Tenets of System Level Governance in the CSU

On January 17th, the ASCSU will be taking action on a resolution to adopt the Tenets of System Level Governance in the CSU. Several campuses have already provided their Sense of the Senate responses when the Tenets came up for a first read in November. Your Statewide Senators would benefit from both individual feedback as well as a CSUMB Senate statement regarding the position of the campus faculty.

The Tenets represent an agreement between the ASCSU and the Chancellor’s Office that reaffirms guidelines for shared governance. It captures the outcome of six two-hour meetings between the CO’s representatives (including the Chancellor, himself, at two meetings) and the ASCSU Executive Committee. These meetings were initiated by ASCSU in response to the egregious disregard for consultation on EO1100 and EO1110. As a result, the Tenets represent an effort to remind the CO that the faculty play a primary and invaluable role in establishing curriculum in the CSU.

One of the points in favor of adopting the Tenets is that they embody a good faith effort between the ASCSU Executive Committee and the Chancellor’s Office to affirm a sense of shared governance. Further, the Tenets can stand as a first step, not a final step, in holding the CO accountable for its actions. Adopting them also affirms the actions of the Executive Committee and conveys a sense of solidarity and follow-through on behalf of CSU faculty to the CO.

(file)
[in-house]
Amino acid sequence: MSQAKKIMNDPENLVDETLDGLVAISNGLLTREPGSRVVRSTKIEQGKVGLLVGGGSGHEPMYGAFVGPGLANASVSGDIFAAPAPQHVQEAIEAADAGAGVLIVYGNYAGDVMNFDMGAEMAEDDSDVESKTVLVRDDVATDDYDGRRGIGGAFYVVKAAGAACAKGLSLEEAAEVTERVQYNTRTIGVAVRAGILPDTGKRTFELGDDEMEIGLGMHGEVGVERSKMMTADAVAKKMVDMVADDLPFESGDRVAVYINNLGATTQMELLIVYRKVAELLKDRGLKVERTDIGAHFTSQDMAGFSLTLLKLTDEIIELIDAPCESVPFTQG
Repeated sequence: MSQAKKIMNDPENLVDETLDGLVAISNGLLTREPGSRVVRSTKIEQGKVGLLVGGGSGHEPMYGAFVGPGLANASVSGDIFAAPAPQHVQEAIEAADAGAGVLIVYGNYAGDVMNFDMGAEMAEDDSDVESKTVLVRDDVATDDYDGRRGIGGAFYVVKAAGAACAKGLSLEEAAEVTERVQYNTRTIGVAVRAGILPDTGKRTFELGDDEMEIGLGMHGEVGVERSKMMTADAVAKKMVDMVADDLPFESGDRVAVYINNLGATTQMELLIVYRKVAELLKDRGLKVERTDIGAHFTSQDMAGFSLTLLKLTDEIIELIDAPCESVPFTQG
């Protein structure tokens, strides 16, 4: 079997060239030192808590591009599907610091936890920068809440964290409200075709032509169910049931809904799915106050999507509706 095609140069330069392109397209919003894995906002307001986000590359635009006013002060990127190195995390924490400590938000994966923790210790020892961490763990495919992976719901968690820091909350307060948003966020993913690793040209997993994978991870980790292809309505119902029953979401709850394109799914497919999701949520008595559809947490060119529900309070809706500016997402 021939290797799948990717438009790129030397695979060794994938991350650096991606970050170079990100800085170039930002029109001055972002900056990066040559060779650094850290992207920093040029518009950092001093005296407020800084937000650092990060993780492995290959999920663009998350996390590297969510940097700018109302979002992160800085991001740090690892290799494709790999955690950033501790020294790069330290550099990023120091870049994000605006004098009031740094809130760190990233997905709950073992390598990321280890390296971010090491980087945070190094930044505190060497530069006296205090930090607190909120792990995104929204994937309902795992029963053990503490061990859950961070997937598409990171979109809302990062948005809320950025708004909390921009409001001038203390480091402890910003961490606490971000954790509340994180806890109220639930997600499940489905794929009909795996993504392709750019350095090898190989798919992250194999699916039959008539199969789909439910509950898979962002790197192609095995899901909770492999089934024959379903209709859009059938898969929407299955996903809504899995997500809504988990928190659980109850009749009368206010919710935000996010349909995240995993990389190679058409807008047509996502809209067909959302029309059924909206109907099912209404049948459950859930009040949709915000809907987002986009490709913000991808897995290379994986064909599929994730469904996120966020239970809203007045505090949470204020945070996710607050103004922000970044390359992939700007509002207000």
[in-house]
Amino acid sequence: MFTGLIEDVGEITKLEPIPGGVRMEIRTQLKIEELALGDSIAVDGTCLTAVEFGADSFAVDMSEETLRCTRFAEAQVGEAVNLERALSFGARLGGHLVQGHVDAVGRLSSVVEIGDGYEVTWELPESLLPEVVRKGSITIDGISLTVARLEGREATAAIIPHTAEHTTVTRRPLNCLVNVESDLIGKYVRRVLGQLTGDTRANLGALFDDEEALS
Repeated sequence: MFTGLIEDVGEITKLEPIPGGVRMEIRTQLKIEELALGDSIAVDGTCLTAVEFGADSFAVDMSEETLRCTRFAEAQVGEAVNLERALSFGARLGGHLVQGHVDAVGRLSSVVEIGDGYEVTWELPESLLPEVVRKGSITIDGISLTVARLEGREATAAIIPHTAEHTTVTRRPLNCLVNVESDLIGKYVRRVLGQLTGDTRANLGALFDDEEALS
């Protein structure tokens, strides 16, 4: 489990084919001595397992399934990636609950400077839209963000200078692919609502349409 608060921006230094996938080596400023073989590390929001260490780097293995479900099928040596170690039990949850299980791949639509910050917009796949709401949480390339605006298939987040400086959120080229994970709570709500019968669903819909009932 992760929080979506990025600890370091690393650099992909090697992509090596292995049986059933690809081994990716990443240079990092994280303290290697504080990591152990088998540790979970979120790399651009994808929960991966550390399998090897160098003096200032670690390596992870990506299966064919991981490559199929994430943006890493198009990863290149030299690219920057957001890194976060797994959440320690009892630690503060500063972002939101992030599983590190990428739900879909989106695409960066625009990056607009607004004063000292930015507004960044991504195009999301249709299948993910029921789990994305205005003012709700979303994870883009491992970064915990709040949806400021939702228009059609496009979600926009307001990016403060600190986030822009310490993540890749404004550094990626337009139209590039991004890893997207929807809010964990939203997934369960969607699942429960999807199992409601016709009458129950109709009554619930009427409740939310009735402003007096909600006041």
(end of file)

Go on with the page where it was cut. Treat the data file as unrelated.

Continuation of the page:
On the other hand, the Tenets do not expand the rights of the faculty in any formal way; they are a negotiated understanding on the order of an MOU. And they include elements that some faculty have concerns about. Specifically, the following is raising concerns (italics added by blog author):

The formal consultation process will therefore make provision to allow for an explicit agreement between the ASCSU and the chancellor to engage in a mutually agreed-upon process of expedited consultation in such cases, while still recognizing the formal role of the academic senates as the faculty voice on the matters under consideration. In the unlikely event that agreement cannot be reached, the chancellor will decide. Because an expedited process is not the most optimal form of consultation and shortchanges a robust shared governance process, its use should be limited to those rare circumstances that justify departing from the more comprehensive process intended by this document.

The CO position is that there will be rare instances when action cannot wait for the processes of ASCSU to produce a representative response. The ASCSU pushed back and stated that even in those circumstances, the CO would work with the ASCSU to define an expedited process. Regardless, some faculty are still concerned about the possible implications of this paragraph (i.e., its concessions to the CO).

CSUMB faculty are encouraged to read through the Tenets document, as well as the response from sister campuses (given below) and provide feedback to Vanessa and Scott both as individuals and as members of the Academic Assembly. Please feel free to contact Vanessa, Scott or the Senate Chair, Michael, if you have questions.

Tenets of System Level Governance in the CSU

Responses from other campuses:

CSUS Resolution (In Support)

CSUDH Resolution (Opposed)

1985 Trustees Statement

2001 Document

Stanislaus Resolution (Opposed)

Author: Michael B. Scott

Professor of Mathematics and Academic Senate Chair at California State University, Monterey Bay